Last surviving 9/11 search and rescue dog dies

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Bretagne attends the American Humane Association’s 4th Annual “Hero Dog Awards”on Saturday, Sept. 27, 2014, in Beverly Hills. (Photo by Chris Pizzello/Invision for American Humane Association/AP Images)

Bretagne, a 16-year-old Golden Retriever who was believed to be the last surviving search-and-rescue dog to have worked in the wreckage of the World Trade Center after the attacks of 9/11, has passed away after her kidneys failed.

Her partner, Captain Denise Corliss, walked her into a veterinary hospital yesterday as the Cy-Fair Volunteer Fire Department honored her with a salute.  She was put down at 5 p.m.

Bretagne became a full member of the CFVFD in 2000 and was the founding canine member of the K9 Search & Rescue Team with a certification as a FEA Disaster Search Dog.  She and Corliss responded as members of Texas Task Force 1 to the World Trade Center immediately after the Sept. 11th attack.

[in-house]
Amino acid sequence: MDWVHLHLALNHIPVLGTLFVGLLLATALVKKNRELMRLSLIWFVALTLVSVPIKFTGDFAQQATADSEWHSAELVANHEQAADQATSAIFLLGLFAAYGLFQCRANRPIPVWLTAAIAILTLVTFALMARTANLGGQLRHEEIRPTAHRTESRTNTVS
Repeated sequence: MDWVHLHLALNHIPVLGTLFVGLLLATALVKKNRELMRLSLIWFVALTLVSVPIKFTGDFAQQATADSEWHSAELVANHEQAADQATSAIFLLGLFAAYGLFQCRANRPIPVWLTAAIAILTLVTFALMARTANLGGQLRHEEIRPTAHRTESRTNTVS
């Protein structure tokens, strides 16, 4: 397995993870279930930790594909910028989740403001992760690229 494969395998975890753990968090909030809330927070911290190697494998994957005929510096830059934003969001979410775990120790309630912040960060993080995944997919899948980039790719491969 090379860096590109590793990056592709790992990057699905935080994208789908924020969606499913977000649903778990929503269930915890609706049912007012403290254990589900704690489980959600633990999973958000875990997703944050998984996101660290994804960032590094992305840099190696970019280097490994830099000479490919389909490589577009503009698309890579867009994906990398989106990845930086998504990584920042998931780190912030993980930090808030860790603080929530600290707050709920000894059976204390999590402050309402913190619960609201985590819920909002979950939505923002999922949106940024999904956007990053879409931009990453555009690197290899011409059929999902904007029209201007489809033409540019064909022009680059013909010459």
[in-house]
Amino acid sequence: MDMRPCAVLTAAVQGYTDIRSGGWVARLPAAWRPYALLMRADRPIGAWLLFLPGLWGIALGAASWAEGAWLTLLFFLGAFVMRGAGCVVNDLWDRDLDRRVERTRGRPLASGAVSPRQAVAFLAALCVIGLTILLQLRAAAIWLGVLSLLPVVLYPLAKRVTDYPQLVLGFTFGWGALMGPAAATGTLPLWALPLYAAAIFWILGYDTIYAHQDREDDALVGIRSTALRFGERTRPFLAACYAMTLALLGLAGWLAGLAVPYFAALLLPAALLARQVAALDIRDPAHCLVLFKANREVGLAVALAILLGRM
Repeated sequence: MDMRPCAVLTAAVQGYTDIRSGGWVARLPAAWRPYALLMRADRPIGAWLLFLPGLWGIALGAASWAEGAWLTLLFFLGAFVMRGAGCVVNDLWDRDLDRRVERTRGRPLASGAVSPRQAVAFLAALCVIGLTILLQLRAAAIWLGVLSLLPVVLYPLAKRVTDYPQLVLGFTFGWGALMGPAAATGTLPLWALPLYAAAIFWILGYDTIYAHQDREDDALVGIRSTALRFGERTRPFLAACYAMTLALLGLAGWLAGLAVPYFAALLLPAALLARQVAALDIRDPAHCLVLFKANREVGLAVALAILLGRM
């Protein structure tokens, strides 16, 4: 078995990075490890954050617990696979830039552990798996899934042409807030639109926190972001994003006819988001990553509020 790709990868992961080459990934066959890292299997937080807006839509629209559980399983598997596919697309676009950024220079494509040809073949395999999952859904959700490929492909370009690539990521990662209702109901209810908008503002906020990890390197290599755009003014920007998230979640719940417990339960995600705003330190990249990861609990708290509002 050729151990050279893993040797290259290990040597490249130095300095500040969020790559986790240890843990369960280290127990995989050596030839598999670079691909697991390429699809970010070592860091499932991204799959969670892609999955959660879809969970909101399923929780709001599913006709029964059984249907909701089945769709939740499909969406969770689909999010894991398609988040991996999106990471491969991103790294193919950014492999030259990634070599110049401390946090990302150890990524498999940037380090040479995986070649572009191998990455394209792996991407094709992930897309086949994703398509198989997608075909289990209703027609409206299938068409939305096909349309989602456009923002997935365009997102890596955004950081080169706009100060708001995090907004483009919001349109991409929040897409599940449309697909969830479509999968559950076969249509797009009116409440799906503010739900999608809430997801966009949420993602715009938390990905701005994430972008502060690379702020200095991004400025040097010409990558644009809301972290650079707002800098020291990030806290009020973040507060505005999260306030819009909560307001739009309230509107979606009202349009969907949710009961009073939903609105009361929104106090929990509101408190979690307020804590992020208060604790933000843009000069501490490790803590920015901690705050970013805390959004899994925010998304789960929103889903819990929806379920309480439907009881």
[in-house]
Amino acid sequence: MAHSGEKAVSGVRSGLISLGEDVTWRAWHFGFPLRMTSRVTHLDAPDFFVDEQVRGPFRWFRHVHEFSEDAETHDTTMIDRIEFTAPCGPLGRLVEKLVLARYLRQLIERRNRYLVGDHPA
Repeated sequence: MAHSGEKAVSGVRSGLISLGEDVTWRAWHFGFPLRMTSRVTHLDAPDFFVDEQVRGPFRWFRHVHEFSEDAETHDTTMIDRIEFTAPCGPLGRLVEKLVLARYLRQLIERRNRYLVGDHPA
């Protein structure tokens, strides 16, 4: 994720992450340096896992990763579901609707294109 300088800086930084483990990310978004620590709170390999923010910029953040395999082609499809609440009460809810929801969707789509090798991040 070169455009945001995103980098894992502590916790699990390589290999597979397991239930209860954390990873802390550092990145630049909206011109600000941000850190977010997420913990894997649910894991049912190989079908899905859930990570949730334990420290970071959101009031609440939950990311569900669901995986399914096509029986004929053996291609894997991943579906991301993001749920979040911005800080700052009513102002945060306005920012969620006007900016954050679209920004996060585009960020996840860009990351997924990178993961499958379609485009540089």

Throughout her heroic career she also responded to a number of notable disasters including Hurricanes Katrina and Rita.

She retired from active duty at the age of 10 but continued to serve her community as an ambassador for the department and assisted other search dogs in their training.

She also visited local schools and visited students with special needs.  Her calm demeanor and warm heart helped the young and old through their own difficult moments.

In a release the department said:  "Some may say that the most a dog could be is a pet, however, to the over 400 members of the Cy-Fair Volunteer Fire Department, Bretagne was a civil servant, a hero and is family.  We will remember her fondly, and continue serving the community with her as inspiration."

Bretagne would have been 120 in human years.